• The Hard Road Back: Daniel Holloway’s Return to the Professional Peloton

    by  • July 17, 2013 • bio, interviews

    Holloway Lead Photo

    Holloway was steeled with resolve by his family, girlfriend Andrea (pictured left), and self-belief. Photo: Chris H-D

    Here, to the place of Daniel Holloway’s birth as a bike racer – Hellyer Velodrome in San Jose.  An orange-hued late-May horizon cradled the purple night sky above the cycling track, now bathed in a mixture of California sunset and florescent lights below.  Holloway and his girlfriend, Andrea, sat on the cold infield grass, chatting with friends and laughing.  While a  gentle presence in company of his friends, Holloway rode the track fiercely, battling for the overall omnium that evening by using a mixture of canny experience and blistering leg speed. But when Daniel Holloway was a boy, far before he won the USA Professional Criterium Championships in 2010,  and far before he won a slew of national titles on the track, he was a speedskater.  On ice.

    “We were a speedskating family, I grew up speedskating; that was our family sport.  My dad, my mom, my sister and I would get in the car and go to practice, go to races, it was always a family sport… Cycling was a summer sport!  I was getting older and was getting bored in the summer so my dad, who knew about the track, showed it to me.  The first time I came I was like, ‘No way!’, I’m not touching that thing, its scary, I’m not doing it.  Finally I got out here.  I was addicted.”

    The bell lap rang out over the concrete embankments as Michael Hernandez, a local coach, racer, and board member for Hellyer Velodrome announced the race with unrivaled spirit.  Spectators that sparsely filled the stands sipped on free beer, smiling at Hernandez’s quips and names: “Alexander the Great joins the break being driven by the Horrible Hillier!”

    If Hellyer was the safe birthplace of Daniel Holloway the bike racer, the professional peloton which he had become a part of since he was 20 years old was the odyssey that defined his life thus far.  Holloway started out as a junior amateur with Lombardi Sports before he got involved in the VMG/USA National Team.  With Holowesko Partners/Felt U23 development program, he rode with the likes of Taylor Phinney and others, traveling the United States and the world.  At the Philadelphia Cycling Classic in 2009, he rode for the United States national team with current Garmin-Sharp pro, Alex Howes.  Holloway was in the big ring at the start while everyone else pedaled easy – he ended up riding off of the front solo for miles and miles.  He warmed up the crowd ahead of the peloton’s arrival on the infamously steep “Manayunk Wall”. By the time the peloton crawled up the harsh pitches, the raucous crowd was chanting, “USA! USA! USA!”.  Pro riders from Bissell, Ouch, and other teams looked around puzzled.  The whole professional scene looked like a lot of fun.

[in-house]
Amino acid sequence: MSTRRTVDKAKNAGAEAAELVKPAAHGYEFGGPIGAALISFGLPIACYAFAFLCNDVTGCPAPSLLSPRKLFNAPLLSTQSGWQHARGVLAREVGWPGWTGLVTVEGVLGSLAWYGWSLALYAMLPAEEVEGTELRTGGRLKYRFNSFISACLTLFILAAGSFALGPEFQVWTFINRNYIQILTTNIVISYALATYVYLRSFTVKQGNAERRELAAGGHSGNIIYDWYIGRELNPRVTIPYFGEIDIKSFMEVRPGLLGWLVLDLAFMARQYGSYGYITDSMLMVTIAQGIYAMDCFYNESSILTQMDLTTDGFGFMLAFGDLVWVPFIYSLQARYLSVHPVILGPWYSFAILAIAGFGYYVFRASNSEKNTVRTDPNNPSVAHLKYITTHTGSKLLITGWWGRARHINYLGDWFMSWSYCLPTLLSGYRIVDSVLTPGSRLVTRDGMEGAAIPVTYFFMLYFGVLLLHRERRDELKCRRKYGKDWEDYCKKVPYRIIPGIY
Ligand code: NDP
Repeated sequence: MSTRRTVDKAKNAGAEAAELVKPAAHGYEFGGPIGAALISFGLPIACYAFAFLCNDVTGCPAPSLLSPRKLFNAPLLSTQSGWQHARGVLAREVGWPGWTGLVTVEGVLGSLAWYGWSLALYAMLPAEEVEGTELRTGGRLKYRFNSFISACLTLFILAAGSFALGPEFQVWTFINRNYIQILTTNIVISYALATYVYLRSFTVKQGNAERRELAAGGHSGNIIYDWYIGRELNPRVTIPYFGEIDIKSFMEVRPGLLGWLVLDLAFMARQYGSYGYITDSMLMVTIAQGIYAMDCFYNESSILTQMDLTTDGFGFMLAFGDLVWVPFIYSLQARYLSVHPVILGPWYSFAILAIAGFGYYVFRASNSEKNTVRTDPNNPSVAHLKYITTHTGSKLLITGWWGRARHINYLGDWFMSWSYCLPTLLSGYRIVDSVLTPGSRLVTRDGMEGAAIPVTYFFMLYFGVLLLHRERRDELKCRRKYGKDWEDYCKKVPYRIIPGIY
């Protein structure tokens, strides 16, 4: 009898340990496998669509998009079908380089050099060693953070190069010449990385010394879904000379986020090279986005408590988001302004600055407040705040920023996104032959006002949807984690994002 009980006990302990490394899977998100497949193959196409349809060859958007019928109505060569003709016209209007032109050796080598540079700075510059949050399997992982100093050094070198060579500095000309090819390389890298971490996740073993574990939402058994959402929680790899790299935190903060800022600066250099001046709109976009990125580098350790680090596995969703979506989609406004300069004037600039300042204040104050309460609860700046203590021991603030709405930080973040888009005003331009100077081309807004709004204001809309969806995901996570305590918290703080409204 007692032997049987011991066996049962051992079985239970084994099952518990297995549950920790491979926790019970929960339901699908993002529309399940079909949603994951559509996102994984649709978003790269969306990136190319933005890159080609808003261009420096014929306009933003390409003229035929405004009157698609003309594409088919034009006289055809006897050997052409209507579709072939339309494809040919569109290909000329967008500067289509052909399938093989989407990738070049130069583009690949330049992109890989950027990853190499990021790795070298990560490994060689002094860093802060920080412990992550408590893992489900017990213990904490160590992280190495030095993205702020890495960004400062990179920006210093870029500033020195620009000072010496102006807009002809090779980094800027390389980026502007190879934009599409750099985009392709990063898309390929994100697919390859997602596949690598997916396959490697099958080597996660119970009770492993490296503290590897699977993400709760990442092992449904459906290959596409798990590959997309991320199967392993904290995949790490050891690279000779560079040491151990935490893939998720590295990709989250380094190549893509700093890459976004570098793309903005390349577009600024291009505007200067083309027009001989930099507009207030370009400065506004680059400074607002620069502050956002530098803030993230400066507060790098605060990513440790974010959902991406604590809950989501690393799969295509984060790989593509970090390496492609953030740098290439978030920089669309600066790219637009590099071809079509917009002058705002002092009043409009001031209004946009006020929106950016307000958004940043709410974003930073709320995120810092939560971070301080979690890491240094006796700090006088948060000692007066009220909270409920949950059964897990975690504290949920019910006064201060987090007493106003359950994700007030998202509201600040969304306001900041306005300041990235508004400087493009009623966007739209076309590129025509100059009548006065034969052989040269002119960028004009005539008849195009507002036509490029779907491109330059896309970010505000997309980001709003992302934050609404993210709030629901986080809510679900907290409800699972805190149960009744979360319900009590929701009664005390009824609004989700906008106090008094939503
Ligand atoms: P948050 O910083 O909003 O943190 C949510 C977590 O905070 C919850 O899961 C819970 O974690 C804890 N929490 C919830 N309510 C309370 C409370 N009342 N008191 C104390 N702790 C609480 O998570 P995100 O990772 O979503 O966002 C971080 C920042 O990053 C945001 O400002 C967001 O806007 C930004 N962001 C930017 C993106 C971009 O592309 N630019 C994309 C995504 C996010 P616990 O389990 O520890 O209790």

Hellyer enshrouded in dusk.    Fixture of NorCal cycling, TIm Westmore, photographs the night's racing.  Photo: Chris Harland-Dunaway

    Hellyer enshrouded in dusk. Fixture of NorCal cycling, Tim Westmore, photographs the night’s racing. Photo: Chris Harland-Dunaway

    In 2010, Holloway left the development-centered programs for young riders and espoirs in order to join Bissell Pro Cycling team.  In the middle of the summer, he won the United States Criterium National Championship – a shock.  Former professional and former teammate on Bissell, Paul Mach wrote a post on his widely read blog, titled, “Holy Hollywood Batman”.

    2012.  It was off to England.  Holloway had signed with Raleigh GAC, based in Derbyshire, so the ascendent young sprinter packed his bags and went across the pond, hopefully to pause in the UK as a stepping stone to a larger career on the mainland of Europe.  Andrea moved over to England as well – it was the couple’s first time living together and they took on their expatriate adventure together.  She was on break from medical school on the East Coast in Maine and he was primed for some of the most critical racing of his career.  Racing was  touch-and-go for Holloway as he struggled to adapt to the British style of racing:

    “Over there, there are only 5 professional teams or so, the rest are Cat 2’s.  But the Cat 2’s are more like American Cat 3’s.  Pretty much every team would look to get a guy in the break and then we sat up and went easy.  Then, all of sudden, after a couple hours, guys would start racing again, your body had switched to fat metabolism and it was hard to get going.  It was a struggle”.

    Holloway waited for things to get easier, but they did not.  He waited for the summer to come – the hot sunny summer of California that he knew so well – but it never came. He won a criterium in the Halford Series that rotates locations throughout England, and he also finished one piloting his bike with one arm while the other one hung limply, almost broken at the clavicle.